The internet of things (IoT) continues to stand as a huge opportunity for a wide range of players across the telecom and technology spectrum. The notion of connecting monitors, machines and other objects to a network, thus granting them some level of intelligence, could well revolutionize industry sectors ranging from agriculture to manufacturing.
And indeed, a wide range of players have already invested in this vision. But, with deployments accelerating, now is the time to review what it takes to implement a successful IoT system. How can service providers, integrators, vendors and others best meet customer requests? And how might those customer requests differ across market sectors?
This Fierce ebrief will look at these issues and more in two parts. Read on:
5 pointers on IoT deployments
IoT deployments can be complex, intricate systems, leveraging several partners, myriad technologies and multiple moving pieces. Early deployments in the space have served to underscore the steep learning curve companies face bringing solutions to market, scaling those solutions, and managing them throughout the lifecycle.
One of the first steps in developing an IoT strategy is to know where to play, said Steve Szabo, head of global products and solutions of IoT at Verizon. “It’s such a vast space that knowing where to play is critical,” he said. “Understand what you’re great at, and then how you can leverage that into an IoT solution.”
For companies just beginning to devise an IoT strategy, that means understanding not only their own strengths, but also how best they can leverage those strengths in an IoT deployment. Experts seem to agree that the companies that spend time planning the what, where, how and why of their deployments up front are more likely to succeed. But even the best laid IoT plans can go awry in the field.
Below are five key tips from top IoT solution providers—gleaned from years of experience in the space, billions of data points transmitted and analyzed, and thousands of IoT deployments brought to market—that can help inform IoT strategies and help players position for success:
1. UNDERSTAND OPERATIONAL COSTS AND HAVE EXECUTIVE SPONSORSHIP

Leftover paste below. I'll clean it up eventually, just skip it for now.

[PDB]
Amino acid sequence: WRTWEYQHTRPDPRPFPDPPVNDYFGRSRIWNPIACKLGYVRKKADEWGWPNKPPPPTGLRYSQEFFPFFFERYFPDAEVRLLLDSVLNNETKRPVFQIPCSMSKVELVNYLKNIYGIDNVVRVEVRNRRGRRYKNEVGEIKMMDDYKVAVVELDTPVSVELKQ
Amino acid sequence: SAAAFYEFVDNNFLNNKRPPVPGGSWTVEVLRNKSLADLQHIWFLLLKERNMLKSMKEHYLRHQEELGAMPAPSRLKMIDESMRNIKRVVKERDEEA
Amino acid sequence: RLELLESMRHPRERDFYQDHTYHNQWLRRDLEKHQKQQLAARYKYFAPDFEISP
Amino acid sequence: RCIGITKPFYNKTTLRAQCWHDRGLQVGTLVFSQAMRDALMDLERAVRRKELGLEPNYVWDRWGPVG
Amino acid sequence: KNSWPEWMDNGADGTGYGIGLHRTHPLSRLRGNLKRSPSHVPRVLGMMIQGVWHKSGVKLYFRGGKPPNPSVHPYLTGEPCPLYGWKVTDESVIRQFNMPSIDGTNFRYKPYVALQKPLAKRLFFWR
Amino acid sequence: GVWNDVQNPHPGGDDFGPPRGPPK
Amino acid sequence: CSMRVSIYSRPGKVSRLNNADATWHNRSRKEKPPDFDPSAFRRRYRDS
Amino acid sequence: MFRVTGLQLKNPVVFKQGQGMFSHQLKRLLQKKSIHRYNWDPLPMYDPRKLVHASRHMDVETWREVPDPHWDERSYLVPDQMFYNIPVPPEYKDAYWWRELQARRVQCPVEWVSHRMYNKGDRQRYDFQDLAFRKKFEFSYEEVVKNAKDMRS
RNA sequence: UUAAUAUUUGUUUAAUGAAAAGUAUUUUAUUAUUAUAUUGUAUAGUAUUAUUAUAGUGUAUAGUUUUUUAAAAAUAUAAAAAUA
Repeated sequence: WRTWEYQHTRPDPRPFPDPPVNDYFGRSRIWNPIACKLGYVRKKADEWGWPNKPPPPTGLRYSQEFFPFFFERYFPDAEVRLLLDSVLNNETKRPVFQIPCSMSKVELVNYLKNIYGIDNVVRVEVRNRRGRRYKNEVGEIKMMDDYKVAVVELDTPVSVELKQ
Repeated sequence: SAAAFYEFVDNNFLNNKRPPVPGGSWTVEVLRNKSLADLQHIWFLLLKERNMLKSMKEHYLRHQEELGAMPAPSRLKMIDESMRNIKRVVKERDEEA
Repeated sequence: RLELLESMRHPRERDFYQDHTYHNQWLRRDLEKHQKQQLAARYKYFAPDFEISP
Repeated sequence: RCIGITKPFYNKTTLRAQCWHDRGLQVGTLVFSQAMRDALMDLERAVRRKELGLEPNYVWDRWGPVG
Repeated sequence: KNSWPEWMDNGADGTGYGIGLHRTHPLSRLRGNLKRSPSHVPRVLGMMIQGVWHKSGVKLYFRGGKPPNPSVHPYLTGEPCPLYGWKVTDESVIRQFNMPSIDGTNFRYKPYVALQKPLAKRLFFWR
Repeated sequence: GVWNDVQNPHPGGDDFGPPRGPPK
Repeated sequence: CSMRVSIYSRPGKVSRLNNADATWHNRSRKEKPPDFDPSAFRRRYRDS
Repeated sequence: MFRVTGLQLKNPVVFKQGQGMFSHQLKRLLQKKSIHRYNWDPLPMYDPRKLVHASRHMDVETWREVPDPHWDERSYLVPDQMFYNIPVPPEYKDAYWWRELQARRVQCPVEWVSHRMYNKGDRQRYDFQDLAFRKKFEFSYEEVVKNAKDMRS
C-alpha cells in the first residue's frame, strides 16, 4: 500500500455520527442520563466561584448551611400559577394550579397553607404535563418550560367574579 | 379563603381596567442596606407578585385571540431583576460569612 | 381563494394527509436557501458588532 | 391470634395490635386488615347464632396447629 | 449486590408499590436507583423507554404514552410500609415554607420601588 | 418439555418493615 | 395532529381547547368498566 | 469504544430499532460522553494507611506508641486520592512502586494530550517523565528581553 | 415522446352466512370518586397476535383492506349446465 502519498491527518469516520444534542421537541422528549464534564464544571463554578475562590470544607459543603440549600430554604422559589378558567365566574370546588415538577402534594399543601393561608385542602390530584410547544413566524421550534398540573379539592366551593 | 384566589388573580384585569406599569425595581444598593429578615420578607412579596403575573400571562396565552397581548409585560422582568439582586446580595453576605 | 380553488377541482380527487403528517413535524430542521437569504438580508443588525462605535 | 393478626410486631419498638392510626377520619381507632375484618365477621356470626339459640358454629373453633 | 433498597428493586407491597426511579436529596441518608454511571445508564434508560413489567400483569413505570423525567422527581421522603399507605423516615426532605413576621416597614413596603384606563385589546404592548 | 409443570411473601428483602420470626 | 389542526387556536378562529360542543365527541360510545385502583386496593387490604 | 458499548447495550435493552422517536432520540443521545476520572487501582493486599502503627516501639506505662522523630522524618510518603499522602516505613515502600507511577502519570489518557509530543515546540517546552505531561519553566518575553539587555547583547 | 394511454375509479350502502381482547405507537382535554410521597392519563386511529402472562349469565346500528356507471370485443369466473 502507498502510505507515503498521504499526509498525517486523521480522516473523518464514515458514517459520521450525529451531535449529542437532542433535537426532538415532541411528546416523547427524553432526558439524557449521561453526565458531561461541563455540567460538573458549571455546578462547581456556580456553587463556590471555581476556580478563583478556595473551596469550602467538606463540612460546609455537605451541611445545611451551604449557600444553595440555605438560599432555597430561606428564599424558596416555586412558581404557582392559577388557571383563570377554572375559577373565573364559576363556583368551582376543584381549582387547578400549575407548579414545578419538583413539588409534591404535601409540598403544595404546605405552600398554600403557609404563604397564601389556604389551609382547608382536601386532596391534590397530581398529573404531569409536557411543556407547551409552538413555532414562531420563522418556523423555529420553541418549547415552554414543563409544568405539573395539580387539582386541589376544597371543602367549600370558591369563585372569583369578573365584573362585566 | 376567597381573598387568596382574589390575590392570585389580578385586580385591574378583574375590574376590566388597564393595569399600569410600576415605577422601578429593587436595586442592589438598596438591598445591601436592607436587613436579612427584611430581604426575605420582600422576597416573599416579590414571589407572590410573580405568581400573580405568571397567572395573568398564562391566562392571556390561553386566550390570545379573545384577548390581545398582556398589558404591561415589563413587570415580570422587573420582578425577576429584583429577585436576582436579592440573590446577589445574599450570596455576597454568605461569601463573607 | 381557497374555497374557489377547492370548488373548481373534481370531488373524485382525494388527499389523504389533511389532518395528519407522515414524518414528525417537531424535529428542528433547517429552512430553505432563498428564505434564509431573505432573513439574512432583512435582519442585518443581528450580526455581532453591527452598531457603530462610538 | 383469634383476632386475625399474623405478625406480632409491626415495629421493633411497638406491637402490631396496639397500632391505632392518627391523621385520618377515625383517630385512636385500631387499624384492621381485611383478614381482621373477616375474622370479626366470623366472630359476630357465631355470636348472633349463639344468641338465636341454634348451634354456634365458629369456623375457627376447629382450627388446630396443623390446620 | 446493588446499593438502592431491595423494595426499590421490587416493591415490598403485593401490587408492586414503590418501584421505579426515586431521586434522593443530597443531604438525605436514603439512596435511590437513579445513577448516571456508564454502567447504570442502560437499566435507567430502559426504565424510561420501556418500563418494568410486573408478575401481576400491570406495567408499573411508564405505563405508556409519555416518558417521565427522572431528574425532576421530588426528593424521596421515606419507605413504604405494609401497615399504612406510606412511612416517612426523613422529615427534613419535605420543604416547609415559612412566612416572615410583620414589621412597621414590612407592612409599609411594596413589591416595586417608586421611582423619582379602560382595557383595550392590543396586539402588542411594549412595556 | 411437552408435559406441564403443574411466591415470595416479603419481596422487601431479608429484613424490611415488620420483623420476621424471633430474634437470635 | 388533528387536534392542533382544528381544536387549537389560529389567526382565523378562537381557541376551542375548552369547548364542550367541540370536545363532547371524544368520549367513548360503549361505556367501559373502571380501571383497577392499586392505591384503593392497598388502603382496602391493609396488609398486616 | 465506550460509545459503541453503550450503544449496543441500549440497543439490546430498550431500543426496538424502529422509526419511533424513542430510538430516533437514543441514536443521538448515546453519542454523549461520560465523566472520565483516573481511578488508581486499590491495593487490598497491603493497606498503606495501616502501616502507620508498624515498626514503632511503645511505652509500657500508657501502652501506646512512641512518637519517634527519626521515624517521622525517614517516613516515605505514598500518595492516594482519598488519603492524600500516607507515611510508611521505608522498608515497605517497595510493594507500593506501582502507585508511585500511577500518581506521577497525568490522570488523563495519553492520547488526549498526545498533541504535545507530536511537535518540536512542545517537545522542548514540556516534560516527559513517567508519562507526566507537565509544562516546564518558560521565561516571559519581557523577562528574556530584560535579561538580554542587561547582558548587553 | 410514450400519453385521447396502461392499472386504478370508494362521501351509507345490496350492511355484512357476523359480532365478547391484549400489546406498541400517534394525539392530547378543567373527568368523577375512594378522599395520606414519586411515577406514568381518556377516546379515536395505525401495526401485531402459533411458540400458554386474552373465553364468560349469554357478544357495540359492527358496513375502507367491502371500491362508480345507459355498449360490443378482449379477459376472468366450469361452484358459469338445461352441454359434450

Companies developing initial IoT strategies often focus first on the hardware and software components—the nuts and bolts of the IoT deployment—without properly preparing for the ongoing support and maintenance required to manage the deployment, according to Theresa BuiRevon, director of IoT strategy at equipment vendor Cisco. “What I think most companies don’t realize is that your support costs can go up,” she said.
For one thing, the devices themselves are prone to problems. “It’s never as easy as you’d like it to be,” said Syed Zaeem Hosain, CTO and founder of Aeris, an IoT solutions and analytics provider. “People tend to think these devices work perfectly day in and day out, out of the box. Well, the answer is, they don’t.” Device problems can range from connectivity issues to software bugs to hardware failures. Those hiccups can translate into service disruptions and other issues that require operational support.
Depending on the IoT vertical, and the pace of scale, deployments can take months to even years to roll out, with the potential for long stretches of time without any revenue generation. That means companies need to prepare for long sales cycles and executive leadership should be patient for revenue.
“These are complicated solutions with complicated needs,” Verizon’s Szabo said. “Make sure you’ve got complete executive sponsorship, so that they’re not just going to build and fund the product, they’re going to actually invest in it, and support it for the long run. That’s important. The ones that are successful have that kind of sponsorship. The ones that don’t typically end up dying on the vine.”
2. DESIGN FOR END-TO-END SECURITY
Security is a critical piece of any IoT deployment and should be given an early role in the planning process to ensure end-to-end security. “Going back afterwards to try to make sure your device is secure or your application is secure is a bad thing,” Aeris’ Hosain said. “If you can do the design work for security up front, it’s going to be a heck of a lot easier to maintain the design down the road.”
For larger deployments with multiple partners, Cisco’s Bui-Revon said companies should create clear guidelines around security responsibilities for each member of the deployment. “There are so many different players in the ecosystem that are responsible for security at different stages,” she said.
Clearly delineating responsibilities among hardware manufacturers, network providers, software applications, data centers and cloud providers can help ensure security is maintained end-to-end. “At the very least, you have a checklist of the players that are involved in the IoT deployment,” BuiRevon said. “Companies understand that they need an end-to-end security model, and assign the right responsibilities to the right partners that they’re working with.”